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APVRS 2022 Symposium Offers Quality Insights on High Myopia

It’s a new year with new challenges and opportunities, however, whatever your resolution was there’s one thing that isn’t going to change in 2023 and that’s the global problem of myopia. Rates of the disease are rising exponentially across the globe and particularly in East Asian countries like China, Japan, Singapore, and others. As such, the condition was a common subject at a number of ophthalmology conferences last year and especially at those events held in the Asia-Pacific region where myopia is so heavily concentrated.

The 15th Congress of the Asia-Pacific Vitreo-Retina Society (APVRS 2022) held last November in Taipei, Taiwan, was one such event where myopia was discussed in depth by many of its attendees, most of whom were coming from the wider East Asia region. High Myopia, which surely should be in contention for the most concise symposium name of 2022, was held on the first day of the conference, November 18, and brought together some of global ophthalmology’s leading minds to discuss how to address the myopia pandemic. The session covered all aspects of the condition, from childhood prevention and vision-threatening complications to treatment therapies and vitreoretinal surgeries. Here are some of the highlights.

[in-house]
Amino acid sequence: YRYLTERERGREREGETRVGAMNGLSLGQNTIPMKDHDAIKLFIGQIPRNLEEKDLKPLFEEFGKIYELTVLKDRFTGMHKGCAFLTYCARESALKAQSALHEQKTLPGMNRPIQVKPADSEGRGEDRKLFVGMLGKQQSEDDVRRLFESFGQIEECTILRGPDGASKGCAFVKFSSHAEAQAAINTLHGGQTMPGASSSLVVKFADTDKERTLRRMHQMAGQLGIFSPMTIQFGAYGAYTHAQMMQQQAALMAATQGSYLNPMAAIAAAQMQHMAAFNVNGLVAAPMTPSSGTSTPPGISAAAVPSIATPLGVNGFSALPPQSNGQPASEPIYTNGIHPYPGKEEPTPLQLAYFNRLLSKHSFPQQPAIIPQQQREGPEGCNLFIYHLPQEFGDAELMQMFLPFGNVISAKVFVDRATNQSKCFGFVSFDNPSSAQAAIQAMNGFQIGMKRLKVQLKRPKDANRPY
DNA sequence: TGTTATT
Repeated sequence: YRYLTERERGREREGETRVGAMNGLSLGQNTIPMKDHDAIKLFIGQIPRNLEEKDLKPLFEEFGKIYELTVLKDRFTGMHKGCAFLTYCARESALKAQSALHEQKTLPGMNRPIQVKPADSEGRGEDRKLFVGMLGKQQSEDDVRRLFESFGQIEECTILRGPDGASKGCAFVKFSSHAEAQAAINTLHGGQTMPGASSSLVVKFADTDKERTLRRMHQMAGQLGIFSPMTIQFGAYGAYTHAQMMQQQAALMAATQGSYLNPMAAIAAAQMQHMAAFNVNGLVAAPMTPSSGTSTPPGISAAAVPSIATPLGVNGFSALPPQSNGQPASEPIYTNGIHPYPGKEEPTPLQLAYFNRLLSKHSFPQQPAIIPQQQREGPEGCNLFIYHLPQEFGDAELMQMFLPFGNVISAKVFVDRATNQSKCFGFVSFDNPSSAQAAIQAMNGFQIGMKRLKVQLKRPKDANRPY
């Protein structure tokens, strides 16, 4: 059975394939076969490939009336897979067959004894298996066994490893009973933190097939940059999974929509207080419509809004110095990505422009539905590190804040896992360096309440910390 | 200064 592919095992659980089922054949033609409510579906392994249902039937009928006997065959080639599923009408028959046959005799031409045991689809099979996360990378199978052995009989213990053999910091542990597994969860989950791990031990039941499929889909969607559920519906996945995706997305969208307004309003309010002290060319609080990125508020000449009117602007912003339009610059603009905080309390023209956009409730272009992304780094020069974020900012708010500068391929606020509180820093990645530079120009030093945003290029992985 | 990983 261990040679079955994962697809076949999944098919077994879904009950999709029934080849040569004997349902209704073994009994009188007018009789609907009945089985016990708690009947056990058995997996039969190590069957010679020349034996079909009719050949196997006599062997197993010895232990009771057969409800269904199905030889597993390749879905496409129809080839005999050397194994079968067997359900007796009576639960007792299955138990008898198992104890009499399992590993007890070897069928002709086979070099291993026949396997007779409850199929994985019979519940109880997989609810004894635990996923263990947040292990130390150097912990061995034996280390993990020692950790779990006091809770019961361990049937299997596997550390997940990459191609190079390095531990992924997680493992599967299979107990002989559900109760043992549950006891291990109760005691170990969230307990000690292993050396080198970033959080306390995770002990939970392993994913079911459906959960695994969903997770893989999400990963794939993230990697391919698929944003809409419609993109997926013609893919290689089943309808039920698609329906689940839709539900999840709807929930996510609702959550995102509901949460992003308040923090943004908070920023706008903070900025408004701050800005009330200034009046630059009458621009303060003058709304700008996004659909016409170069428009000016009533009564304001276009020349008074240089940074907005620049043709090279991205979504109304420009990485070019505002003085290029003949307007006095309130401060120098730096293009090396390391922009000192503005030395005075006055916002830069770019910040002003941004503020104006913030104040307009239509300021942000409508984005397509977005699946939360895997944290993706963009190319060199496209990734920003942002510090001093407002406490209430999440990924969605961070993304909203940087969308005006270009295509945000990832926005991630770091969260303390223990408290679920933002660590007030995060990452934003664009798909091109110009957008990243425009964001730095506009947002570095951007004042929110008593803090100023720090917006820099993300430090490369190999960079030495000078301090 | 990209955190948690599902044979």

Prevention is the Best Intervention

Prevention is the best cure as the saying goes, and we all know that early intervention is crucial in boosting patient outcomes in myopia, so we enjoyed listening to Dr. Jason C.S. Yam’s presentation, the similarly concise Myopia Prevention. Dr. Yam is an associate professor at the Chinese University of Hong Kong (Hong Kong) and was able to draw on his own experience of treating pediatric patients at the university’s department of ophthalmology. In particular, much of his presentation focused on the use of low-concentration atropine for myopia progression, drawing attention to one study involving 438 children aged 4-12 years old who received concentrations of atropine between 0.05% to 0.01% or placebos.

The study found that low-concentration atropine was effective and tolerated at all ranges, with the 0.05% rate proving to be particularly effective at a year-one follow-up. Dr. Yam reported that younger patients predominantly required a higher concentration of atropine and that when this is applied it can prove effective at halting the progression of myopia, especially if utilized consistently over a three-year period from the initial dose. He also reported that the atropine treatment was considerably more effective than other alternatives, such as a washout regimen, and that stopping treatment at an older age with a lower concentration is associated with a smaller rebound.

Five Billion Could be Prone to Glaucoma